From 2018, the VRQA will start a home schooling review program to check whether regular and efficient instruction has been provided to a child who is being home schooled. The VRQA will select a sample of up to 10 per cent of registered home schooling families for review annually. The VRQA will provide you with written notice of the review and outline the scope, timelines and process.
Further information on these changes is available on the VRQA website
Further information on the review process that informed the changes to home schooling is available here: education and training reform regulations review
Victorian Home Education Advisory Committee
The Department has established the Victorian Home Education Advisory Committee (VHEAC) as part of the implementation of the new regulations. The VHEAC provides feedback to the VRQA and the Department on the operation of the regulations.
The VHEAC comprises members of the home schooling community as well as representatives from the VRQA, the Department and the disability sector, and a home education researcher.
A list of the home education representatives on the VHEAC and their contact details are provided on the HEN website
Four VHEAC meetings were held in 2017 and the communiques from these meetings are available below:
Guide to home education in Victoria
This guide outlines the services and support available to families who educate their children at home. The booklet is designed to assist you to ensure that your home educated children are given the best opportunities to maximise their learning and development potential.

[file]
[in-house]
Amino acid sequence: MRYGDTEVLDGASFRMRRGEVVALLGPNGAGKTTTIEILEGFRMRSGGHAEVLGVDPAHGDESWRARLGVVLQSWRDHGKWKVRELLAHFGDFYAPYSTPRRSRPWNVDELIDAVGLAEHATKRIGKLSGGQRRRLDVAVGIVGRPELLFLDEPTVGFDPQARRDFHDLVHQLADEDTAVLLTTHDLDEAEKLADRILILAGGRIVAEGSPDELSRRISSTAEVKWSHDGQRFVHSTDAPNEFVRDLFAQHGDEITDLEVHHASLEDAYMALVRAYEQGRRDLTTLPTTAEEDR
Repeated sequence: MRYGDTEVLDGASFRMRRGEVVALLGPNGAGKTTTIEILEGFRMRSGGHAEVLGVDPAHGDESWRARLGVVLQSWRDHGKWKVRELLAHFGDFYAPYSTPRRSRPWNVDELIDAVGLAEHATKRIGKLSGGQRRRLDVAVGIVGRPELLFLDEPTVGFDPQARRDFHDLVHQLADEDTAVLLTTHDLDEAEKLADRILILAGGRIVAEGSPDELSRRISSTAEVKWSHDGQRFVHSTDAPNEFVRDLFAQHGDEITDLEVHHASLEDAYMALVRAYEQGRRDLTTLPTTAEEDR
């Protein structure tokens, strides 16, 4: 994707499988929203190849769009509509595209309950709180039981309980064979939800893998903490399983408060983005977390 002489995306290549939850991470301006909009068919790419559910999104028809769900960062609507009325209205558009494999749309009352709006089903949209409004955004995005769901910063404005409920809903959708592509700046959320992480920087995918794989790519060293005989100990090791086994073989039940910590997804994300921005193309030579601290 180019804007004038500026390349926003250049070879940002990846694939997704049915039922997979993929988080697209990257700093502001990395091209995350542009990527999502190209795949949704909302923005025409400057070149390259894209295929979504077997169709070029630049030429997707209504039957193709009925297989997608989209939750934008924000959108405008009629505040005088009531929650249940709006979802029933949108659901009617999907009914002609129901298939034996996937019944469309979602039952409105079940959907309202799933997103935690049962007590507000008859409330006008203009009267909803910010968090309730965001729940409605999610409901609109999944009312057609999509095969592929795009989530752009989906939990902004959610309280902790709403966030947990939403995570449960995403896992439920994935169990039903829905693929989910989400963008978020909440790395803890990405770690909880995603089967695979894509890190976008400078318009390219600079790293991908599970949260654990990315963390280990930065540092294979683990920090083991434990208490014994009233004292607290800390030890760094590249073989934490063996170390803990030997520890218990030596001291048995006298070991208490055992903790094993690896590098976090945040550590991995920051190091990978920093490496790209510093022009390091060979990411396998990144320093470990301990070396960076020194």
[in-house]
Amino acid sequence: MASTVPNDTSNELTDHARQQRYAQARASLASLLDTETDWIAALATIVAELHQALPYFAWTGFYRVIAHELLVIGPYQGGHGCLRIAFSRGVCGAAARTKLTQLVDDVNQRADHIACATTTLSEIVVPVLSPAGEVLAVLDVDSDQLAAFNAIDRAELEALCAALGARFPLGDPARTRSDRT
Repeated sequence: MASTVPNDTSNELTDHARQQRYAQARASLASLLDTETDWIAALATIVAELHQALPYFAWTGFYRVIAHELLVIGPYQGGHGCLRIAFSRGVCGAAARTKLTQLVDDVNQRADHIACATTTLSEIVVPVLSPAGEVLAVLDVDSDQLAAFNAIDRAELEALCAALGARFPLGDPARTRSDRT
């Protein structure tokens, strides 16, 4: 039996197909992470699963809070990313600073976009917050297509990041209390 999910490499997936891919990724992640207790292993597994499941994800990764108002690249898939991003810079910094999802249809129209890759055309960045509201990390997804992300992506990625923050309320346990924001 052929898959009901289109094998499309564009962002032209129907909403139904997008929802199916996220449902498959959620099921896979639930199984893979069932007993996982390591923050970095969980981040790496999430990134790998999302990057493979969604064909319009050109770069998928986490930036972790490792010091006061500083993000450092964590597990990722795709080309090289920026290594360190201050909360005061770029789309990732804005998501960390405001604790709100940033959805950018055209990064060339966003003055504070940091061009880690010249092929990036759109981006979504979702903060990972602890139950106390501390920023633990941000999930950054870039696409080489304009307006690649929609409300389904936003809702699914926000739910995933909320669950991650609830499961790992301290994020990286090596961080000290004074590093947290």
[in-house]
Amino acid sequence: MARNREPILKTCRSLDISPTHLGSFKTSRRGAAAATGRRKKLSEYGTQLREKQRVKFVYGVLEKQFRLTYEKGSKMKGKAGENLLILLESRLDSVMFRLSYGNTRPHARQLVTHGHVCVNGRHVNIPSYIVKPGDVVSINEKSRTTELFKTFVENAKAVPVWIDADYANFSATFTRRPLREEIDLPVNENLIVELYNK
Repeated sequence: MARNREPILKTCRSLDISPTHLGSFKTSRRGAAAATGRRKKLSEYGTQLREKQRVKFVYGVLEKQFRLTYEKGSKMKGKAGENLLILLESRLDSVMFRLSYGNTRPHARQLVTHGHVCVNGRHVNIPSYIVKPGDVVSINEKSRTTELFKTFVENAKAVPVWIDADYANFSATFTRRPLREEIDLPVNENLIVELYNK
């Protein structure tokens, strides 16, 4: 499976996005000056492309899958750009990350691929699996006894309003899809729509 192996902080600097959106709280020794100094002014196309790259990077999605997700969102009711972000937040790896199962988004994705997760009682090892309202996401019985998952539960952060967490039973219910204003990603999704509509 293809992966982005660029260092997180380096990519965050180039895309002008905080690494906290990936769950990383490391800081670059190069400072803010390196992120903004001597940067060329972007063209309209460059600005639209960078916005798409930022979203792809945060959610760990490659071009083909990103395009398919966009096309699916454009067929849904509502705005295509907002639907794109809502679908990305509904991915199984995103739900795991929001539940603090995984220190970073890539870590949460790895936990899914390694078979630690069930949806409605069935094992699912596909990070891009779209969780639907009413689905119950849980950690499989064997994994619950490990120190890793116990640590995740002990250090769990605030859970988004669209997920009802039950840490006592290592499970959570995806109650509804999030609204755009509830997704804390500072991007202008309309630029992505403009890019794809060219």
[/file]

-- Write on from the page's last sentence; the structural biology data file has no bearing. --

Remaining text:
It includes information about:
- considering the decision to home educate
- registering for home schooling
- requirements for education programs at home
- reviews of home schooling programs
- education resources and other support available to home education parents
- post-school pathways for home educated students
- useful contacts.
For a copy of the guide, see: guide to home education in Victoria (docx - 5.85mb)
Partial enrolment for registered home schooling students
You can approach your neighbourhood government school to partially enrol your child in specific activities or subjects, as agreed between you and the school principal. This may include, for example, sport, art, science or a language.
For more information on partial enrolment guidelines, see: partial enrolment for registered home schooling students guidelines (docx - 35.82kb)
The Commonwealth and Victorian Governments fund vaccine programs for adolescents in secondary school Year 7 and Year 10 or at an equivalent age outside of school. Free vaccines can be accessed from either the student’s GP or a local council immunisation service.
- Human papillomavirus and diphtheria, tetanus and pertussis (whooping cough) vaccine protections are offered for the Year 7 or age-equivalent group.
- Meningococcal (A, C, W, Y strains) vaccine protection is offered for the Year 10 or age-equivalent group.
- Vaccine protection against influenza is for any child with a high-risk medical condition. Families can discuss this with their GP.
- If a vaccine course was started and not completed, the course can be completed with the missed dose/s regardless of the time lapse.
- Free catch-up vaccines are available for all people under 20 years of age.
For a fact sheet, see Better Health Channel’s immunisation in secondary schools.
See also immunisation, school policy advisory guide.